** disclaimer: this book was originally published in 1978. we have different terms and interpretations for mental illness now than we did then. i reminded myself of that when i read this book and i'd advise anybody who might read it to remind themselves of same and that it is a work of speculative fiction.
when alistair crompton was just a kid, he did some pretty horrifying things. when his parents finally undertook to get him treatment, they were told that he had "viral schizophrenia" and it had been caught too late. the only hope for alistair (so They said) was a procedure where his brain would be analyzed, and his new array of personalities physically split, the wilder ones ousted and thrust into human simulacra while what was perceived as the most stable persona was allowed to remain in his body, still to be called alistair, alone. he was told that future integration with these personalities was possible but highly discouraged and to ensure that he didn't raise his hopes or make an attempt, the other parts of him were sent to distant corners of the galaxy.
despite the disapproval and the distance, one fine day he decides he can't take it anymore, decides to find himself, and bring himself all back together.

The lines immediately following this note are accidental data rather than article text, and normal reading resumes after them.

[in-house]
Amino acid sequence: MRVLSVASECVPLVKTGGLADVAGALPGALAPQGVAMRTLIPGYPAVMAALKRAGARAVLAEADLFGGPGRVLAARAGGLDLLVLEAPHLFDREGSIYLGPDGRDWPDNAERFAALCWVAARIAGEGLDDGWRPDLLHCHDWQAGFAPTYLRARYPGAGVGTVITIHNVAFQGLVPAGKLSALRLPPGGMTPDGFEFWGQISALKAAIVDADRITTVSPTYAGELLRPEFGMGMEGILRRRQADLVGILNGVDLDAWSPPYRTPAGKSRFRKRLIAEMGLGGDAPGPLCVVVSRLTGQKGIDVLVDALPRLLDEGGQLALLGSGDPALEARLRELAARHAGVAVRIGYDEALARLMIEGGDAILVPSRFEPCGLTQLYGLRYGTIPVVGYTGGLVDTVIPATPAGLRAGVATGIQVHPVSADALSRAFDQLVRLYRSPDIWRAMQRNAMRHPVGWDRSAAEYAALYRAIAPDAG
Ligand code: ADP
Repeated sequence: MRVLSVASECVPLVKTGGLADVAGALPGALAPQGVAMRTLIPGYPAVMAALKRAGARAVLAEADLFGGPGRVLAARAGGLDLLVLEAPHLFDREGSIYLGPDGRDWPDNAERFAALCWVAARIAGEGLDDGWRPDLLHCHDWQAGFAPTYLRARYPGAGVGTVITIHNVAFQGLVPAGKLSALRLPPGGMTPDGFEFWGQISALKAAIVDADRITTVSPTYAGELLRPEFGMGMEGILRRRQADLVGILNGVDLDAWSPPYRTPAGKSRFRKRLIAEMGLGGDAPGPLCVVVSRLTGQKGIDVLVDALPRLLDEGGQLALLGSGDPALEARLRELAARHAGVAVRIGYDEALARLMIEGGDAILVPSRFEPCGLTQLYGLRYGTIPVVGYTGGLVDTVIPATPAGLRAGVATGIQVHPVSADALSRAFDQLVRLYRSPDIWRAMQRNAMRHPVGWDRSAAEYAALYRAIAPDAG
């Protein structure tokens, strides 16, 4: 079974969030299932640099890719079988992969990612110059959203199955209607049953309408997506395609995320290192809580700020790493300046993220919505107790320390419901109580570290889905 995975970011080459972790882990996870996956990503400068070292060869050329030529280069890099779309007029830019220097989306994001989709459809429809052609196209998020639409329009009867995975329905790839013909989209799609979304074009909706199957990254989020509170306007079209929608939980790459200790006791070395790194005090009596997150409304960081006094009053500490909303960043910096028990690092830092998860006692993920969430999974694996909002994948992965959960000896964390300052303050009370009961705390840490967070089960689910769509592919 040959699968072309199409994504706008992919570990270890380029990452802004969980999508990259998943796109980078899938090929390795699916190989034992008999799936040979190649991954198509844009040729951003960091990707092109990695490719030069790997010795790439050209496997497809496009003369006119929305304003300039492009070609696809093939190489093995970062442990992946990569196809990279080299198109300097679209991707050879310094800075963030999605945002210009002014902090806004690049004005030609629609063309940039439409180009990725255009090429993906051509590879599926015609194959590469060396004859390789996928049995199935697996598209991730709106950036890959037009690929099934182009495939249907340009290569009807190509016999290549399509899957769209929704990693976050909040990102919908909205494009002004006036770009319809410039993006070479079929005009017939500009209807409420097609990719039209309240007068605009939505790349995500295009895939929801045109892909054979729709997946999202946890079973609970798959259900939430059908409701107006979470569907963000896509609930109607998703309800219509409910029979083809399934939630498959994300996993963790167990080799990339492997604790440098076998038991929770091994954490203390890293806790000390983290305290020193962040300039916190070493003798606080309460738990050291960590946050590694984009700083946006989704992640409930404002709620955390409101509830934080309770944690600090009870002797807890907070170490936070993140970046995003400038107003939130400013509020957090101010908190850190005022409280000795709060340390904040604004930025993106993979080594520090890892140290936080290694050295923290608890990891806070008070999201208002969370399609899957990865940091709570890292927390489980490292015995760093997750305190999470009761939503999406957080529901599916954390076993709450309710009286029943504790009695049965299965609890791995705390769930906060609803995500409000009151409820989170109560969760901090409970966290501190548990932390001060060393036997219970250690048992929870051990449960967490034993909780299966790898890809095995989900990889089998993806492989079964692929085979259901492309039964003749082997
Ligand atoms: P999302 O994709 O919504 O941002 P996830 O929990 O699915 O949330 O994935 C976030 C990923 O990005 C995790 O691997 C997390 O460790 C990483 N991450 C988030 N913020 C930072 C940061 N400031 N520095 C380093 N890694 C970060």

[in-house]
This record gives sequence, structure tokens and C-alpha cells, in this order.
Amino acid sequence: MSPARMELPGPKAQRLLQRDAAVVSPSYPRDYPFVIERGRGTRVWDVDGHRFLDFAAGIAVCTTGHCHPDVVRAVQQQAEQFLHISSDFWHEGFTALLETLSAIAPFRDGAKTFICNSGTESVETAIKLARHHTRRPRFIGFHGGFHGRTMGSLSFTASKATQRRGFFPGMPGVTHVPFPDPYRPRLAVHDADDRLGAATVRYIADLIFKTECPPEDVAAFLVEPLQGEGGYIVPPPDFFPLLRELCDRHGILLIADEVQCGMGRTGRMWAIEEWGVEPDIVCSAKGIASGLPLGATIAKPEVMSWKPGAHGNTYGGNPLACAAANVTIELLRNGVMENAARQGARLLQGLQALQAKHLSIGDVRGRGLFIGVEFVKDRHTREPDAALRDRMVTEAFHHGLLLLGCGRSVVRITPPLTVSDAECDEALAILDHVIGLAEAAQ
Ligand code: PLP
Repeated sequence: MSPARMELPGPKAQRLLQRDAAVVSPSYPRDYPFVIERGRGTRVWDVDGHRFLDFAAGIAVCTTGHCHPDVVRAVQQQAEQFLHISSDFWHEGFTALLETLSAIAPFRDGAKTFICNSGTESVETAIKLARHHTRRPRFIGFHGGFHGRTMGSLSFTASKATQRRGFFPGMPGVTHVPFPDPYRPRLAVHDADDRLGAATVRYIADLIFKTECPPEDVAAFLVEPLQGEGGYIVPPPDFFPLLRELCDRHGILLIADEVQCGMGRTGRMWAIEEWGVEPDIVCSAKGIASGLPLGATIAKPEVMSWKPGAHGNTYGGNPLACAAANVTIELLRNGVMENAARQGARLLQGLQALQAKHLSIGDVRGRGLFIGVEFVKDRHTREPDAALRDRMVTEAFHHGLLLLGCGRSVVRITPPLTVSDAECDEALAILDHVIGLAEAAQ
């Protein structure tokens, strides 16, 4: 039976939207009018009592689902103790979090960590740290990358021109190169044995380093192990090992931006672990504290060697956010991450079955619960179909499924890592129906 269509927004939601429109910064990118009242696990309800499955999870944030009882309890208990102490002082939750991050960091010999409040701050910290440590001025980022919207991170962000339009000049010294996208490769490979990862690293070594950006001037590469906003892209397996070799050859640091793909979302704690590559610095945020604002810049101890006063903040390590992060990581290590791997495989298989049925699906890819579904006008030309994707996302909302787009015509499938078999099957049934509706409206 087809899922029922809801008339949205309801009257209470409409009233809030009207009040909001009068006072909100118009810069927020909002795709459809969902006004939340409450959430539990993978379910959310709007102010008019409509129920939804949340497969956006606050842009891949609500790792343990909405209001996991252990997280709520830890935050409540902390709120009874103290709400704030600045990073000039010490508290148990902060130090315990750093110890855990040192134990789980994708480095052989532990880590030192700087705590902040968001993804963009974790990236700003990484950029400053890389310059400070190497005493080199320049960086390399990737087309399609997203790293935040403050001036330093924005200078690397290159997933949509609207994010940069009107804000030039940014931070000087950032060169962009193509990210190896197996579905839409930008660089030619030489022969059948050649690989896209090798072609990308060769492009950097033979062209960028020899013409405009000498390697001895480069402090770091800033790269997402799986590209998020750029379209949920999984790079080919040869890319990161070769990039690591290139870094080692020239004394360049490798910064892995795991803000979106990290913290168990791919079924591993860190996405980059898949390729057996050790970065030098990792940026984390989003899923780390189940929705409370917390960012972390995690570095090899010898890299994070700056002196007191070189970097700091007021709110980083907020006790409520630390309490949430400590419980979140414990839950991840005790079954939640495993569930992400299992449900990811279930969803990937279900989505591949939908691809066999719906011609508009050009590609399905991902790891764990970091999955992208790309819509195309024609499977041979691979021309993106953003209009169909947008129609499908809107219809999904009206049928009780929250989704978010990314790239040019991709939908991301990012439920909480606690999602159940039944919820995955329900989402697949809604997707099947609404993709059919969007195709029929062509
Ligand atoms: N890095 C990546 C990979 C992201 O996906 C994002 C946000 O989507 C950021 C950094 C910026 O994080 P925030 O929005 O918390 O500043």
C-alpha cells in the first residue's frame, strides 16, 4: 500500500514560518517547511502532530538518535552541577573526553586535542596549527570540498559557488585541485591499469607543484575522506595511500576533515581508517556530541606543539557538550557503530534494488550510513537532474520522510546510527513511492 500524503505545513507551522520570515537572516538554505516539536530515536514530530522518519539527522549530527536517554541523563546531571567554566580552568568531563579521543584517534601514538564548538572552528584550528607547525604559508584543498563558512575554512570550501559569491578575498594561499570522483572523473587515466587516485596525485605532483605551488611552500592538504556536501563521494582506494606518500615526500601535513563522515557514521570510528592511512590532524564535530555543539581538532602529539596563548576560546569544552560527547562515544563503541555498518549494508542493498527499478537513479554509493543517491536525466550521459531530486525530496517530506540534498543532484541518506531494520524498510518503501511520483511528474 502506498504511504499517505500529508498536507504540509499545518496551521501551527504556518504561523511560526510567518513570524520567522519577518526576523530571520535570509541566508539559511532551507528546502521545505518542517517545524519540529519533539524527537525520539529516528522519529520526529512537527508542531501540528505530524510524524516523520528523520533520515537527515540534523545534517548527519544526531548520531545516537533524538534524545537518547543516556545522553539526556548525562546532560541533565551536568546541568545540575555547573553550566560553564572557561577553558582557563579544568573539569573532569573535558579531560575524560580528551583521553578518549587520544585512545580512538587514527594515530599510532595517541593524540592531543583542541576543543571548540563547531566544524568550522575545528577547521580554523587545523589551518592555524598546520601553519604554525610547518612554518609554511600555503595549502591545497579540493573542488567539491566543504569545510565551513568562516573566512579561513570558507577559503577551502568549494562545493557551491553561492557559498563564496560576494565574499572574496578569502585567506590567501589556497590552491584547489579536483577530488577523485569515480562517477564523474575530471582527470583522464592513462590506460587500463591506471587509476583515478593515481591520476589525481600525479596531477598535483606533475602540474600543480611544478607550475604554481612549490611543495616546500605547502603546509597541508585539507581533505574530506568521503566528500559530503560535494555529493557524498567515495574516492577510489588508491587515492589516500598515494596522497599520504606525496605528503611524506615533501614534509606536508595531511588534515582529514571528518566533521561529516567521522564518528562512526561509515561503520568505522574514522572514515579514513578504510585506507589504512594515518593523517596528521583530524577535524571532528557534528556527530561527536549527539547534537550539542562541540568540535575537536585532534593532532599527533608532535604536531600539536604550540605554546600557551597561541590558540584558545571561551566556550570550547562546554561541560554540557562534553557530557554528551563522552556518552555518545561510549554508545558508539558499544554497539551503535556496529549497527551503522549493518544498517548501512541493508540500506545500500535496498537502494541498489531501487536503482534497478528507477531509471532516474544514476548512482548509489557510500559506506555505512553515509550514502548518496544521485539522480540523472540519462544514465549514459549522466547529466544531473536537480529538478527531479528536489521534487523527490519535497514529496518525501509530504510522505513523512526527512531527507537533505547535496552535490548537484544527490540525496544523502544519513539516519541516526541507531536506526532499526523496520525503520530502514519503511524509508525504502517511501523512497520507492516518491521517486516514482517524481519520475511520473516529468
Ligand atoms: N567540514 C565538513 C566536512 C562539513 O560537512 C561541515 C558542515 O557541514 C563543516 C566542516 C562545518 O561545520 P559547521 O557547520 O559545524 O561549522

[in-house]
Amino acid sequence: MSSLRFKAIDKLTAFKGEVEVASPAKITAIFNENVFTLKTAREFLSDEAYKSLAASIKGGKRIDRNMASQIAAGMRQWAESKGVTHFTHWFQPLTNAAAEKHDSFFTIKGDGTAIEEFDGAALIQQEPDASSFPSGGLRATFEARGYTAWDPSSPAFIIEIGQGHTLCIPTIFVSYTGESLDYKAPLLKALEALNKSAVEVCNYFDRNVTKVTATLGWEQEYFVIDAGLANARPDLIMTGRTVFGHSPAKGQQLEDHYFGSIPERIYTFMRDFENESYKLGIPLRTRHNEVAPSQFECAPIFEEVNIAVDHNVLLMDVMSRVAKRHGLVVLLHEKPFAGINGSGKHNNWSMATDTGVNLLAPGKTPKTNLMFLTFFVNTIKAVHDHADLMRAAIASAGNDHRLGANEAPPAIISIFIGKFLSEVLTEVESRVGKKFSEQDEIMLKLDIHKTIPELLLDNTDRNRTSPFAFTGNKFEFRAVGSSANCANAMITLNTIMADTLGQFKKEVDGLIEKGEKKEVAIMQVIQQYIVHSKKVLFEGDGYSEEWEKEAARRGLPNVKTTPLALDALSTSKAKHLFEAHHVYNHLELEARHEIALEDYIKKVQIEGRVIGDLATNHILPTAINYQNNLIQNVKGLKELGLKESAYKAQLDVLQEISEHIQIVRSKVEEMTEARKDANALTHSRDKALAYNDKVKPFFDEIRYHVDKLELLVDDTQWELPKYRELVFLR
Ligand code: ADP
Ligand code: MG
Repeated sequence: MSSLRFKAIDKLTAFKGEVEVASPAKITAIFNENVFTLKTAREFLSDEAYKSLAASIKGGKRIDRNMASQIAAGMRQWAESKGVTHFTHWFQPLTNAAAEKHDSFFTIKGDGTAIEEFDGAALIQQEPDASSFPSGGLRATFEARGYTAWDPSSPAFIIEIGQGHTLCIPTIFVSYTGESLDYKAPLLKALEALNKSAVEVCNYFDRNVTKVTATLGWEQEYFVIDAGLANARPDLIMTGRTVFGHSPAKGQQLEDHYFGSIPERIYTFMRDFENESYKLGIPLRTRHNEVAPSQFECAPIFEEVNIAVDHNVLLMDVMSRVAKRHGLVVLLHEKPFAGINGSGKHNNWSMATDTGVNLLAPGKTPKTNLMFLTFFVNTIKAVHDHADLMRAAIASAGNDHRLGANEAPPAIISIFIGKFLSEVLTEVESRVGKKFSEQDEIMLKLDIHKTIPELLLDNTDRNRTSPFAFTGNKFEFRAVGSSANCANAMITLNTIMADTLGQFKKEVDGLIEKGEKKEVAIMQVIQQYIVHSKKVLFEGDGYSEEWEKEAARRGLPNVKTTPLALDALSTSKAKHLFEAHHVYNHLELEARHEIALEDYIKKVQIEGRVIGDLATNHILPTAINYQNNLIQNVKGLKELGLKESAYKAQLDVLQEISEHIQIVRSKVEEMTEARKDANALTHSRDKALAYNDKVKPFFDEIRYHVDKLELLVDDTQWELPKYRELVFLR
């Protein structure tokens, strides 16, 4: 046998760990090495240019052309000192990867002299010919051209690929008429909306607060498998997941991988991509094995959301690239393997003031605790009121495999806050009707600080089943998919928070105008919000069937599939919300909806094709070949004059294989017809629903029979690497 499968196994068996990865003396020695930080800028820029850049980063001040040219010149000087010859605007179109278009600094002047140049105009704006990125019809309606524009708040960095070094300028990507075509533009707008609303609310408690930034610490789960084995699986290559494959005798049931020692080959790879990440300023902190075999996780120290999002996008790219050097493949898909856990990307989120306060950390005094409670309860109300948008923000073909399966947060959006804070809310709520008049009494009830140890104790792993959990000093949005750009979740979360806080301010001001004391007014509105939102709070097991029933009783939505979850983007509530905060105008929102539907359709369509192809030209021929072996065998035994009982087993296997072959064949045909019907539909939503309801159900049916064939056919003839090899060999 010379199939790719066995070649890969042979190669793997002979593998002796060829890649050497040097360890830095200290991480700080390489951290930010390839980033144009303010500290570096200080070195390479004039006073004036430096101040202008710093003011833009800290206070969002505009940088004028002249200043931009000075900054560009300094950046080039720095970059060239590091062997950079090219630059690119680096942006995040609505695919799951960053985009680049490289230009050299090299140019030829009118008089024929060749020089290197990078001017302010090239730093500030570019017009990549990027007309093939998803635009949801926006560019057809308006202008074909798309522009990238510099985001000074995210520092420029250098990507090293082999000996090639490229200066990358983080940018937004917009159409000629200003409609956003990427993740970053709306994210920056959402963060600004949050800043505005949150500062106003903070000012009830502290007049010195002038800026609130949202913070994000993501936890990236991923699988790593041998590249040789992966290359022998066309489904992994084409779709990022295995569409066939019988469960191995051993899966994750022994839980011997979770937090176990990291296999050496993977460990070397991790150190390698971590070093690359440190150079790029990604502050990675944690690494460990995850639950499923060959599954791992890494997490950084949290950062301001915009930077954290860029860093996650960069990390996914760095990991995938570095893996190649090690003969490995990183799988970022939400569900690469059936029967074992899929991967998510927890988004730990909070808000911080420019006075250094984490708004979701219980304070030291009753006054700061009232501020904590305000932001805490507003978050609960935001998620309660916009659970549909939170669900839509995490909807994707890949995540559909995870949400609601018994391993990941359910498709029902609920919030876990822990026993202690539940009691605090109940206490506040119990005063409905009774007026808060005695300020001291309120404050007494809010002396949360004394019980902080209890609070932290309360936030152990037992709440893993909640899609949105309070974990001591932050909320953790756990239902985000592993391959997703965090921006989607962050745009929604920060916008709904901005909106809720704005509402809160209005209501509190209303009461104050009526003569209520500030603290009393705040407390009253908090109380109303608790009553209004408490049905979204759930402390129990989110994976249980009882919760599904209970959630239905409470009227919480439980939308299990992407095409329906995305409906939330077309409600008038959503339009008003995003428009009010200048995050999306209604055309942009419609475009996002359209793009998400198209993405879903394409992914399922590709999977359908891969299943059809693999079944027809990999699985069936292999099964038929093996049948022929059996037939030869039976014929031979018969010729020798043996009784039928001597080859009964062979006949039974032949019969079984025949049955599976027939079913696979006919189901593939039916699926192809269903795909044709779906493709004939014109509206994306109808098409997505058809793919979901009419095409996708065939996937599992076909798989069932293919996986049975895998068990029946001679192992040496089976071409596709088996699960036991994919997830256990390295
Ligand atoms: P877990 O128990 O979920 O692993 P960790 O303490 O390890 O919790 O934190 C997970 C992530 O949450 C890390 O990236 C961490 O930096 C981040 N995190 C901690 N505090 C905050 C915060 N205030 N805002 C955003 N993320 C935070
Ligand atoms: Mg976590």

here again, robert sheckley woos me with his endless invention and creativity. but this time he marches me down the aisle with a rock-solid anchor of a premise, and that ballast makes the whirling dervish writing here something really significant -- he amuses you, bemuses, and underneath it all reminds you of the loneliness of the human experience, of the self, and the desire for marriage: to be completed, to be more than just that small stolid little self in our heads. the reader might lose sight of this at times, in the bacchanalia and riot of ideas and scenes and smirking innuendo but it is always there, and when i read the final page i thought i saw what he thinks of it all.
i nodded in assent. of course, i thought. that makes sense.
4.78 stars, i think. i'd split the different three ways, but these things have a way of multiplying.